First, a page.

Creating a Calming Home Office Space

By FCS | May 30, 2020

Whether you’re creating a long-term home office space, or just somewhere you can come home to in the evenings and finish off your paperwork, the energy of your workspace can have profound impacts on your productivity and mood. This can therefore also affect those who are visiting your office, either in person or remotely, so it’s important to remember that the tone you set can often be felt more widely than just by yourself. Here are our top suggestions for creating an office space that’s calming and productive to make the most of the time you spend working at home.

Calming Colors

From the color of your walls, to the accent colors around the room, the shades and tones you select can play an important role in affecting your mood. If you have the ability to change the color of your walls, the APA suggests opting for a muted, soothing color like sage green or a dusty blue to invoke a feeling of calm and relaxation. Also, add in some wood-tones, ideally with a natural grain, but ensure that the room has no more than 45% wood surfaces or you risk losing the stress-reducing effects.

When choosing color tones, favor those on the cooler end of the spectrum, like blues and purples, versus yellows and yellow-greens, as they’ve been found to be more ‘pleasant’ hues.

Install Healthy Distractions

Having a fishtank in your office may not be the most original idea, and in some cases it may be impractical, however some research has shown that aquariums, whether at home or in public, can have a positive effect on things like mood and pain. So, if you can handle the responsibility of caring for Nemo and his friends, bringing some aquatic life into your office may be just what you need to calm your busy mind, or to provide a healthy distraction for clients or patients as they process their thoughts.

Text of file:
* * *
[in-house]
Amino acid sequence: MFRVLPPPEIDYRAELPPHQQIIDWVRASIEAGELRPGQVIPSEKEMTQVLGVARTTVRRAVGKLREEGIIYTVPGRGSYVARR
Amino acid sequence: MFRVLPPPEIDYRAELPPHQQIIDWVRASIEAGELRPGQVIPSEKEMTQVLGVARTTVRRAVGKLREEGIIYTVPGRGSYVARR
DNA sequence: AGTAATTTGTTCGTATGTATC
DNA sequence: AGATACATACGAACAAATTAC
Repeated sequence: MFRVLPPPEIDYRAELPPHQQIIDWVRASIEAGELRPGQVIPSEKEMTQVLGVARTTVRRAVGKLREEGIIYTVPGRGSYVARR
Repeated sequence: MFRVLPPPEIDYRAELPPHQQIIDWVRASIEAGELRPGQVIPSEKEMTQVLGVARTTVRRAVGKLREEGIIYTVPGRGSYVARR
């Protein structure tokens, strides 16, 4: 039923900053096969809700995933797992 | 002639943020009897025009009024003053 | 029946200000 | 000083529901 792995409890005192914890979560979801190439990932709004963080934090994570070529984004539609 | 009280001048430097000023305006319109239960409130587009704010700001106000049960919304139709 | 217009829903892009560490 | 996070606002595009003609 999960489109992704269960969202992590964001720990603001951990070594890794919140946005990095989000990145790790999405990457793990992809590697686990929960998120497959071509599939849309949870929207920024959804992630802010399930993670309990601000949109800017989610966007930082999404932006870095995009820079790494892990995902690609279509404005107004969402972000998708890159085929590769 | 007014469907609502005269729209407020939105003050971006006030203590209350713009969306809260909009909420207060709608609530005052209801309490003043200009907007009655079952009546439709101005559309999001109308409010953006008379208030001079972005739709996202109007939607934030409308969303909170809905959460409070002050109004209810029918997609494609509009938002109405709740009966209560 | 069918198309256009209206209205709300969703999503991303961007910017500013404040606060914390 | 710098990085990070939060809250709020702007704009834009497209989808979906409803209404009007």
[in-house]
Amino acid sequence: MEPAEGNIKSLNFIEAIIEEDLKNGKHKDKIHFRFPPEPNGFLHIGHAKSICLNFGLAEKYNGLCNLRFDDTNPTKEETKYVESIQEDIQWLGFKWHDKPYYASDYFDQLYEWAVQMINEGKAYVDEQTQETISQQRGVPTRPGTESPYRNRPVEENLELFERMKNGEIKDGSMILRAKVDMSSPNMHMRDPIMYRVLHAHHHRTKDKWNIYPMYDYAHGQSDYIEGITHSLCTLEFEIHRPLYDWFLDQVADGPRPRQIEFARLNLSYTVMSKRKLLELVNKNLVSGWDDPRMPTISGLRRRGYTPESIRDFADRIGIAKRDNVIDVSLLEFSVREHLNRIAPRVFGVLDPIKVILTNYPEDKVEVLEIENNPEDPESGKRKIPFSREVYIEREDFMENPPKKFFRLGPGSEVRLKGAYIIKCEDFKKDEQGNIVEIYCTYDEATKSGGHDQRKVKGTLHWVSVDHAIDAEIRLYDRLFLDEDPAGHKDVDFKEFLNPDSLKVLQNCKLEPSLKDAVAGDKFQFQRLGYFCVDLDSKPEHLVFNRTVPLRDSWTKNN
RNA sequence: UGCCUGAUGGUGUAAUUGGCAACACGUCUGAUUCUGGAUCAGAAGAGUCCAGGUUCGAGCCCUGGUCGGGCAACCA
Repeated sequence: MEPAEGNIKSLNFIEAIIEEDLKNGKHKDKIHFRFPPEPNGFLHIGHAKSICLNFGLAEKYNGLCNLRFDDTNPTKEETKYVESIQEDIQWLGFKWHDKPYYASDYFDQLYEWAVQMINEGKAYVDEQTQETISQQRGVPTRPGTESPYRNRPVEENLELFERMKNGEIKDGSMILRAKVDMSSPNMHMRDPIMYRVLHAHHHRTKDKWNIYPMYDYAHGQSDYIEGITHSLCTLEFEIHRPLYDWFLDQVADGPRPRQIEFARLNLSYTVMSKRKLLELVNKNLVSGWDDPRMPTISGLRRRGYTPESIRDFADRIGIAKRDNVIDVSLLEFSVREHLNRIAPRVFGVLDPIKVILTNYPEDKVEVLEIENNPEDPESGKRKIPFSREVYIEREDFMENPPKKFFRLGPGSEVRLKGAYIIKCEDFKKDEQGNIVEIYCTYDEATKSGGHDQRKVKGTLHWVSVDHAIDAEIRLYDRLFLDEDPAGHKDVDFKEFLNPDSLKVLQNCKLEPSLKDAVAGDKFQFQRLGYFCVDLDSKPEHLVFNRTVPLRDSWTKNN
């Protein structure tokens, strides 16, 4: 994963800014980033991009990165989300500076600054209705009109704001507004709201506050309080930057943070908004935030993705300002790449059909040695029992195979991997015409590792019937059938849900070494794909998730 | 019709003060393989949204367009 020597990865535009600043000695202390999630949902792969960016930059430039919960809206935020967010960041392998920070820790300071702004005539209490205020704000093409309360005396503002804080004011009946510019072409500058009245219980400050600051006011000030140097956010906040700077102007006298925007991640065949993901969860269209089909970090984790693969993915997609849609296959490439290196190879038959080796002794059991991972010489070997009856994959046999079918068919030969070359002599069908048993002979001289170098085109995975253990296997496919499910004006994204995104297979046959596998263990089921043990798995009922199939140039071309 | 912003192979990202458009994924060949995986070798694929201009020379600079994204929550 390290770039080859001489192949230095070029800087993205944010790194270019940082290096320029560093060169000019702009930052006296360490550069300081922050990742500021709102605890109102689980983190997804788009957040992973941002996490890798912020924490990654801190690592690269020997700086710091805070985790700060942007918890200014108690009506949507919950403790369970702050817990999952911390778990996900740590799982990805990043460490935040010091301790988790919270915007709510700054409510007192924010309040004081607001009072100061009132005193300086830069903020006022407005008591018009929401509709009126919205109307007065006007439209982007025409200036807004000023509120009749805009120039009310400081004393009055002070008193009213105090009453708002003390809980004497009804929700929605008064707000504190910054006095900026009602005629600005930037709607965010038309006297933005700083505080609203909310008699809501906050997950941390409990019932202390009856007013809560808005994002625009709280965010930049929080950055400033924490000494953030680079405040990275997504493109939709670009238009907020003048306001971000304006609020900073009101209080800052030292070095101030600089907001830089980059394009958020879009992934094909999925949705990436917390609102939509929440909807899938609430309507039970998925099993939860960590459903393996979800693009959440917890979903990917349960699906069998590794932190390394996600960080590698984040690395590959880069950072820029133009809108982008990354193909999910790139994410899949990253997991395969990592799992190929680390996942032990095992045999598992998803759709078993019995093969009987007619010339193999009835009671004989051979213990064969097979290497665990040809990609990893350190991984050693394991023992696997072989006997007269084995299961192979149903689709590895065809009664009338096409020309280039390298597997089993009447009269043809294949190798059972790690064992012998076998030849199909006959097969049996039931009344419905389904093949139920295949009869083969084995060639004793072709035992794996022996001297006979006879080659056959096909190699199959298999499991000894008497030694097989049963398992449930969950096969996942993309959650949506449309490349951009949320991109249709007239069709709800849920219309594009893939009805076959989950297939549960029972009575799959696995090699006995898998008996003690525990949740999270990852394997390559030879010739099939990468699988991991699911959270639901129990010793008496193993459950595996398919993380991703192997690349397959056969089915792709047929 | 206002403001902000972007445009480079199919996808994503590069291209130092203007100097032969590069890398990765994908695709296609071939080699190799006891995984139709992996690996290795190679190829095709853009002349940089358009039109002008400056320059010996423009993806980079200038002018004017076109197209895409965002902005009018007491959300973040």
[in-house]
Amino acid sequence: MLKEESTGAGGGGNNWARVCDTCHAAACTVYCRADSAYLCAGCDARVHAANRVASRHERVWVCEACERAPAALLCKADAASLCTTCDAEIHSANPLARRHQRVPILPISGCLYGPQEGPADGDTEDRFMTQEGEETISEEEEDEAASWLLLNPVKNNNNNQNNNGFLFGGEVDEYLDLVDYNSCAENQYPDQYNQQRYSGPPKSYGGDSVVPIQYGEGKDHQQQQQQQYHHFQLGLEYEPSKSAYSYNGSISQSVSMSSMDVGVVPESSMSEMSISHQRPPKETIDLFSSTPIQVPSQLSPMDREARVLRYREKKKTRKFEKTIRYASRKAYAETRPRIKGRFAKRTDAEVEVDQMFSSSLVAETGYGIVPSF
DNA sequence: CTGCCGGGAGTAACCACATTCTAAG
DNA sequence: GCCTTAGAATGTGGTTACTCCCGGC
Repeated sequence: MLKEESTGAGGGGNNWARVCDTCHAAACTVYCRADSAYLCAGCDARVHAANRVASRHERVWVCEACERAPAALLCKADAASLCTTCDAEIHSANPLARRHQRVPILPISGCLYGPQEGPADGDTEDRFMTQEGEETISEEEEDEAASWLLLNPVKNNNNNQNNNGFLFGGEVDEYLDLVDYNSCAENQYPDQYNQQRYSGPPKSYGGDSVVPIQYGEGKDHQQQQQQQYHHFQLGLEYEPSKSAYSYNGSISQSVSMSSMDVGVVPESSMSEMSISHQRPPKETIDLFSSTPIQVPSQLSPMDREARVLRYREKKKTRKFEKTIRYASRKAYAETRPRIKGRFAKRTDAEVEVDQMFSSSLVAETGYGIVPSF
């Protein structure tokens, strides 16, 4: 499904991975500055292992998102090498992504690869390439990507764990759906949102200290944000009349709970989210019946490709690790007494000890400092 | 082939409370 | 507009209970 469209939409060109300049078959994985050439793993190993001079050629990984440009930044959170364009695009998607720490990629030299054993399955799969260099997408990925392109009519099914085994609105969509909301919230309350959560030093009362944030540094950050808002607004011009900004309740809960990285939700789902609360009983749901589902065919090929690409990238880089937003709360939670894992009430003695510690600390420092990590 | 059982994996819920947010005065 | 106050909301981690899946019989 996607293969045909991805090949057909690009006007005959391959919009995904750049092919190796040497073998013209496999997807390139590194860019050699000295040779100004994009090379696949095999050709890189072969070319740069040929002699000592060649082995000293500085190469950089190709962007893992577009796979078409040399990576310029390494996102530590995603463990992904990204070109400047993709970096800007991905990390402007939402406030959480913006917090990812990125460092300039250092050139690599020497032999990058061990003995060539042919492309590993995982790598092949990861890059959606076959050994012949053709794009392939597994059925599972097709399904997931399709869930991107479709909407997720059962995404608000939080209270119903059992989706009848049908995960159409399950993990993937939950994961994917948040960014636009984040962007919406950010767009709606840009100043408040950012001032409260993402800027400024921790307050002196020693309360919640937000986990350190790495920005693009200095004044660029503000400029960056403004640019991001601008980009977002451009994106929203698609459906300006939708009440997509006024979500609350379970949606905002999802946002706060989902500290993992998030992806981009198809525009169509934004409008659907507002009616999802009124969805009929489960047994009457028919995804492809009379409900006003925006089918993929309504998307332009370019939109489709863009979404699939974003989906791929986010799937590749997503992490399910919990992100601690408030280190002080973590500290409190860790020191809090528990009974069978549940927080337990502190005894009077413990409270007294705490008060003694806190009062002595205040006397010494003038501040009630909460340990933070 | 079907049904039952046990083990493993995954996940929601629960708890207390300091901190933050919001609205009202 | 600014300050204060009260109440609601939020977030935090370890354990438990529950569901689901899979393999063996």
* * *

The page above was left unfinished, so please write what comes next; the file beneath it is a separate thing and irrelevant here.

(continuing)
Choose the Right Soundtrack

A great piece of music can impact your mood and change the way you go about your task at hand, so choose your office soundtrack wisely. This can often change depending on the task you’re tackling; maybe something upbeat and high-energy will work best for you as you press through some otherwise mundane filing, or binaural beats can help get you in the zone and really dive into a complex activity.

If you’re the type of person who gets easily distracted when listening to music, consider instrumental music instead. This doesn’t have to be classical tunes, if you’re not a big fan of the genre – consider listening to the music scores of your favorite TV shows or movies so you have familiarity with the songs without the distraction of the lyrics.

As you evaluate the look and feel of your home office, and determine whether it’s conveying the tone that will allow you to maximize your use of the space, consider these tips and make some adjustments – we hope you’ll see your mood and productivity start to elevate.


Photo by Roberto Nickson on Unsplash

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